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Published Online: 16 December 2021

Host Associations of Culex pipiens: A Two-Year Analysis of Bloodmeal Sources and Implications for Arboviral Transmission in Southeastern Virginia

Publication: Vector-Borne and Zoonotic Diseases
Volume 21, Issue Number 12

Abstract

Understanding vector-host interactions is crucial for evaluating the role of mosquito species in enzootic cycling and epidemic/epizootic transmission of arboviruses, as well as assessing vertebrate host contributions to maintenance and amplification in different virus foci. To investigate blood-feeding pattern of Culex pipiens, engorged mosquitoes were collected on a weekly basis at 50 sites throughout Suffolk, Virginia, using Centers for Disease Control and Prevention miniature light traps, BG-Sentinel traps, and modified Reiter gravid traps. Vertebrate hosts of mosquitoes were identified by amplifying and sequencing portions of the mitochondrial cytochrome b gene. Of 281 Cx. pipiens bloodmeals successfully identified to species, 255 (90.7%) contained solely avian blood, 13 (4.6%) mammalian, 1 (0.4%) reptilian, and 12 (4.3%) both avian and mammalian blood. Nineteen avian species were identified as hosts for Cx. pipiens with American robin (n = 141, 55.3% of avian hosts) and northern cardinal (n = 57, 22.4%) as the most common hosts. More American robin feedings took place in areas of higher development. Three mammalian species were also identified as hosts for Cx. pipiens with Virginia opossum and domestic cat as the most common hosts in this class (each n = 6, 46.2% of mammalian hosts). There was no significant seasonal difference in the proportion of bloodmeals obtained from avian hosts, but there was a decrease in the proportion of bloodmeals from mammalian hosts from spring to fall. One engorged specimen of Cx. pipiens with Virginia opossum-derived bloodmeal tested positive for West Nile virus (WNV), and another with black-and-white warbler-derived bloodmeal tested positive for eastern equine encephalitis virus. Our findings, in conjunction with the results of vector competence studies and virus isolation from field-collected mosquitoes, lend additional support that Cx. pipiens serves as the principal enzootic vector and potential epizootic/epidemic vector of WNV in southeastern Virginia.

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Published In

cover image Vector-Borne and Zoonotic Diseases
Vector-Borne and Zoonotic Diseases
Volume 21Issue Number 12December 2021
Pages: 961 - 972
PubMed: 34665047

History

Published online: 16 December 2021
Published in print: December 2021
Published ahead of print: 18 October 2021

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Noelle Khalil
Department of Environmental Sciences, The Connecticut Agricultural Experiment Station, New Haven, Connecticut, USA.
Center for Vector Biology & Zoonotic Diseases, The Connecticut Agricultural Experiment Station, New Haven, Connecticut, USA.
Eliza A.H. Little
Center for Vector Biology & Zoonotic Diseases, The Connecticut Agricultural Experiment Station, New Haven, Connecticut, USA.
Department of Entomology, The Connecticut Agricultural Experiment Station, New Haven, Connecticut, USA.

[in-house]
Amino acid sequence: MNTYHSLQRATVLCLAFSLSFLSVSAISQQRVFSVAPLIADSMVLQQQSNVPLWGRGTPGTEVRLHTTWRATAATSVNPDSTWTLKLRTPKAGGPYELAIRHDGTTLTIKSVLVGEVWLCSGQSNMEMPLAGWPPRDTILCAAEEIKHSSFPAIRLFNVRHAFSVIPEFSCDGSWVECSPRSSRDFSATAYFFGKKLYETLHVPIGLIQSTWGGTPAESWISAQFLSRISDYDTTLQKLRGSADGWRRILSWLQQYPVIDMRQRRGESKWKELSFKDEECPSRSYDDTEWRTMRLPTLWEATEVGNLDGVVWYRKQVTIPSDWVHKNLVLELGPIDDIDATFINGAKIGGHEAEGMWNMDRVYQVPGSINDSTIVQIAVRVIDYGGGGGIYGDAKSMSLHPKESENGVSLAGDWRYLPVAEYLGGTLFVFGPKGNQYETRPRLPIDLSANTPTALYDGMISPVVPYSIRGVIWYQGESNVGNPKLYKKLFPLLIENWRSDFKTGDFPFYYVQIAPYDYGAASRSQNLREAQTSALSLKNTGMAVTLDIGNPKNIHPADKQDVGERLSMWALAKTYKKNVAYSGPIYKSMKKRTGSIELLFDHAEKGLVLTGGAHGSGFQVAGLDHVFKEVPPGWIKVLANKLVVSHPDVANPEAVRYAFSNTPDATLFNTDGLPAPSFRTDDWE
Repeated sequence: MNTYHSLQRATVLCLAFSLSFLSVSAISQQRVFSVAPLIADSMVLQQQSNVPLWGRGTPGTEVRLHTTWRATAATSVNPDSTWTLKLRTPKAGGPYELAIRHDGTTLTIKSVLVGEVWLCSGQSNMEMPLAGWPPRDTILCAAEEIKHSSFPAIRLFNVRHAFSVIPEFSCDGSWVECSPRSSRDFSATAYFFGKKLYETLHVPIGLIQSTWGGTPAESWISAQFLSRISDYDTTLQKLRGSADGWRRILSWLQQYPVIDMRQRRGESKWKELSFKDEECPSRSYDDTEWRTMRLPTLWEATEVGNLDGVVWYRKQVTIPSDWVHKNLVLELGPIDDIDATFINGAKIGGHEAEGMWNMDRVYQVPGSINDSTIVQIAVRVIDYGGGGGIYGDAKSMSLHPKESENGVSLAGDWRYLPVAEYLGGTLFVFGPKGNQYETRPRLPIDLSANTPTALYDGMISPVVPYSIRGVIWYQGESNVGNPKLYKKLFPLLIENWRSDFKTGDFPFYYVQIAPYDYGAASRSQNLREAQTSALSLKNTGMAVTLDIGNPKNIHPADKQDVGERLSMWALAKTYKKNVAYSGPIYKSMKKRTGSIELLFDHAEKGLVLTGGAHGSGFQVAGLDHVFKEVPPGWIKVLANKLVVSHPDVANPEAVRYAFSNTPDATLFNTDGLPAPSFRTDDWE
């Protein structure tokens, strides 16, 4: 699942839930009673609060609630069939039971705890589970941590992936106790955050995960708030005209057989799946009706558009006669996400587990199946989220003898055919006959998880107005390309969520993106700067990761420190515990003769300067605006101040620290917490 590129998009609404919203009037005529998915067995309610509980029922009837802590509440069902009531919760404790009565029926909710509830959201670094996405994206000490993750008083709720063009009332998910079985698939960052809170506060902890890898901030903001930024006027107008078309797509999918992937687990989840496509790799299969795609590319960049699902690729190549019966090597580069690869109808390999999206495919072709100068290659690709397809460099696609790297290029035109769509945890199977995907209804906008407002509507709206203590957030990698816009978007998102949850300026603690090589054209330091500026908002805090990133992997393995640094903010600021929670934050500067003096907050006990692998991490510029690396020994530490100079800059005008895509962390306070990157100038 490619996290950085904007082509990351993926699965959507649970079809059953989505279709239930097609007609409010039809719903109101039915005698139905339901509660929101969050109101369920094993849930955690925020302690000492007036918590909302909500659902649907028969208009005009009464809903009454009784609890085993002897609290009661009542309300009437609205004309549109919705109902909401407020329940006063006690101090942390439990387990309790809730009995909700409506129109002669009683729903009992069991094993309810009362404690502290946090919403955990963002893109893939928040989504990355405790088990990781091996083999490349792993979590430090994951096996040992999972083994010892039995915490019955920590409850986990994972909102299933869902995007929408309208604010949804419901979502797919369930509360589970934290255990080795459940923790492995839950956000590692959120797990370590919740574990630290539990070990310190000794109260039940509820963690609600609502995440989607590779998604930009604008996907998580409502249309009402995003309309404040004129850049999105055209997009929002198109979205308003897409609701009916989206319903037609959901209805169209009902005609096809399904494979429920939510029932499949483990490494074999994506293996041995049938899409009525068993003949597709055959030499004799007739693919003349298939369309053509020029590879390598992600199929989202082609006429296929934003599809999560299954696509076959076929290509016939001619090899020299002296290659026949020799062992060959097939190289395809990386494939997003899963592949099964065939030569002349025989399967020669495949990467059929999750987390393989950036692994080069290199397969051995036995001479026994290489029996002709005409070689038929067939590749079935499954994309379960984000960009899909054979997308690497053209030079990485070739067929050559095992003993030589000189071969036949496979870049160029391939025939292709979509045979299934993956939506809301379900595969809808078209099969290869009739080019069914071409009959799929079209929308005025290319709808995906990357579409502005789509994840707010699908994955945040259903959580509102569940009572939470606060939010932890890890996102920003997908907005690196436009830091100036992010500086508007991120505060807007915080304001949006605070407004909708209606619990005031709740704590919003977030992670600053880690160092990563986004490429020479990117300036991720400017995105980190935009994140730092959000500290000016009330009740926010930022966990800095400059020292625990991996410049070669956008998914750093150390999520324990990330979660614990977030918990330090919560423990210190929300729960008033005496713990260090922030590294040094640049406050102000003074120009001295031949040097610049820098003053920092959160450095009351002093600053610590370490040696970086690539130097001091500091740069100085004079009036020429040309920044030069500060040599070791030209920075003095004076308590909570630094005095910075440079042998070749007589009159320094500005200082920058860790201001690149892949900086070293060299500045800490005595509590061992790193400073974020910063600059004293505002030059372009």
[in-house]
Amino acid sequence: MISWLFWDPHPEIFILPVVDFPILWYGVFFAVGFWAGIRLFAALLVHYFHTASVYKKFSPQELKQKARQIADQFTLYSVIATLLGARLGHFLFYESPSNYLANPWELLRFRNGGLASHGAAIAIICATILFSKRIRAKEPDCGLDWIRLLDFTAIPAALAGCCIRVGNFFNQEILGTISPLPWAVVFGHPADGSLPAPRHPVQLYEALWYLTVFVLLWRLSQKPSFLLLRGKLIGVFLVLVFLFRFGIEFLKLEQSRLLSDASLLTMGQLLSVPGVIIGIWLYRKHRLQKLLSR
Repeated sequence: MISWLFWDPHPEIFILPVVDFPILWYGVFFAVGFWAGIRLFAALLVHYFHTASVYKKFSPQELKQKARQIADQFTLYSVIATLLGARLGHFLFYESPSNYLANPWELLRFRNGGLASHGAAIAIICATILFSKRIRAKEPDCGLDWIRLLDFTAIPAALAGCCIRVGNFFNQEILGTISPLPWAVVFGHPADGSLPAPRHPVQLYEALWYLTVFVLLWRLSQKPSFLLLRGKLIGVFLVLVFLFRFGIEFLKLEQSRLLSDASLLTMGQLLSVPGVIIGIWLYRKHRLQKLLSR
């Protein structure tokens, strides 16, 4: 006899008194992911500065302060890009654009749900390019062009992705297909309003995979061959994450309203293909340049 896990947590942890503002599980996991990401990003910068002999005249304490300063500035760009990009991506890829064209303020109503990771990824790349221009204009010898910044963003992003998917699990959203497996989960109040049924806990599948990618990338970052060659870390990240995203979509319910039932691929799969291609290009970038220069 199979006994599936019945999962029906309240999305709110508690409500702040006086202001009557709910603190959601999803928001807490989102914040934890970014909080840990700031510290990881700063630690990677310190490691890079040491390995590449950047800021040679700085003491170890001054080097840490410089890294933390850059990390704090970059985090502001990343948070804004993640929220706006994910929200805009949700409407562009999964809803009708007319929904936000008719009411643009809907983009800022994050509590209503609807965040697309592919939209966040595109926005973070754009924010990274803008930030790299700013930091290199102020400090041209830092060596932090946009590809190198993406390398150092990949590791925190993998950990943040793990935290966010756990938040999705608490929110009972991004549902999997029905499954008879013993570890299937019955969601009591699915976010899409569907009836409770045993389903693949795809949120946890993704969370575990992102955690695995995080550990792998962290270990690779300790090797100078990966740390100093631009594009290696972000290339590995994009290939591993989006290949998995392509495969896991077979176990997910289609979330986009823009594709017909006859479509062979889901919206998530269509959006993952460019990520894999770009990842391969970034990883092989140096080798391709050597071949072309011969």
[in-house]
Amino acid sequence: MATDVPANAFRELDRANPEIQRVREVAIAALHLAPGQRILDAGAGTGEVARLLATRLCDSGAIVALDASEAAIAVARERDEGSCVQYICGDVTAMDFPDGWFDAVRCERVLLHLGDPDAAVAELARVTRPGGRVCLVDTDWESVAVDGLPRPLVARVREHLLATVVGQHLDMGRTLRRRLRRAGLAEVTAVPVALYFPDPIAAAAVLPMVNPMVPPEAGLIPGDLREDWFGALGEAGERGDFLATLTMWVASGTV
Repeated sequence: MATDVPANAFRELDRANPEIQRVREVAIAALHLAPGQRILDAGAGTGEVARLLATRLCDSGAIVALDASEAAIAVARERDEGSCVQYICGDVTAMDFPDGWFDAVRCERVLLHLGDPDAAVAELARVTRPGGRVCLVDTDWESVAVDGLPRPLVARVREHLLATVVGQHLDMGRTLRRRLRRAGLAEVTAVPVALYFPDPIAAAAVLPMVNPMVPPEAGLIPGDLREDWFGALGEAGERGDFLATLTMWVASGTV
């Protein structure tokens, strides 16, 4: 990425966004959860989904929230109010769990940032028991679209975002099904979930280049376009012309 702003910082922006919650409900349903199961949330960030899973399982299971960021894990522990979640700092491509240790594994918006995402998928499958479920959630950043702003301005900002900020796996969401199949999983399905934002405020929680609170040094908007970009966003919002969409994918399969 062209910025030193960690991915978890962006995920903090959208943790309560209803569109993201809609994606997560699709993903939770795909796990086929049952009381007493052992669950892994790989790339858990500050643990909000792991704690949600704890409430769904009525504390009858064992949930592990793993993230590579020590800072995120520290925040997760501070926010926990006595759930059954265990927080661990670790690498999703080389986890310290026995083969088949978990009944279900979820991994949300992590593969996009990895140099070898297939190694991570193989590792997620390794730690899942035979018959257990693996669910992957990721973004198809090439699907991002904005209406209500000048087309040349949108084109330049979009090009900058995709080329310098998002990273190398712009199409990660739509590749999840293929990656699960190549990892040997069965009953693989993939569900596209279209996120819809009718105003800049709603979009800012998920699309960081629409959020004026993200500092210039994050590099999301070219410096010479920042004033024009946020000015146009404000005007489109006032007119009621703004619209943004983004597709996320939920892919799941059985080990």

Karen I. Akaratovic
Suffolk Mosquito Control, Department of Public Works, Suffolk, Virginia, USA.
Jay P. Kiser
Suffolk Mosquito Control, Department of Public Works, Suffolk, Virginia, USA.
Charles F. Abadam
Suffolk Mosquito Control, Department of Public Works, Suffolk, Virginia, USA.
Karen J. Yuan
Department of Epidemiology of Microbial Diseases, Yale School of Public Health, New Haven, Connecticut, USA.
Michael J. Misencik
Department of Environmental Sciences, The Connecticut Agricultural Experiment Station, New Haven, Connecticut, USA.
Center for Vector Biology & Zoonotic Diseases, The Connecticut Agricultural Experiment Station, New Haven, Connecticut, USA.
Philip M. Armstrong
Department of Environmental Sciences, The Connecticut Agricultural Experiment Station, New Haven, Connecticut, USA.
Center for Vector Biology & Zoonotic Diseases, The Connecticut Agricultural Experiment Station, New Haven, Connecticut, USA.
Department of Epidemiology of Microbial Diseases, Yale School of Public Health, New Haven, Connecticut, USA.
Goudarz Molaei [email protected]
Department of Environmental Sciences, The Connecticut Agricultural Experiment Station, New Haven, Connecticut, USA.
Center for Vector Biology & Zoonotic Diseases, The Connecticut Agricultural Experiment Station, New Haven, Connecticut, USA.
Department of Epidemiology of Microbial Diseases, Yale School of Public Health, New Haven, Connecticut, USA.

Notes

Address correspondence to: Goudarz Molaei, Department of Environmental Sciences, The Connecticut Agricultural Experiment Station, 123 Huntington Street, PO Box 1106, New Haven, CT 06504, USA [email protected]

Author Disclosure Statement

No competing financial interests exist.

Funding Information

Funding for this research project was, in part, provided by Laboratory Capacity for Infectious Disease Cooperative Agreement Number U50/CCU6806-01-1 from the U.S. Centers for Disease Control and Prevention. This publication was also funded, in part, by the City of Suffolk, Virginia, Public Works Department. The findings and conclusions in this article are those of authors and do not necessarily represent the official positions of the funding agencies.

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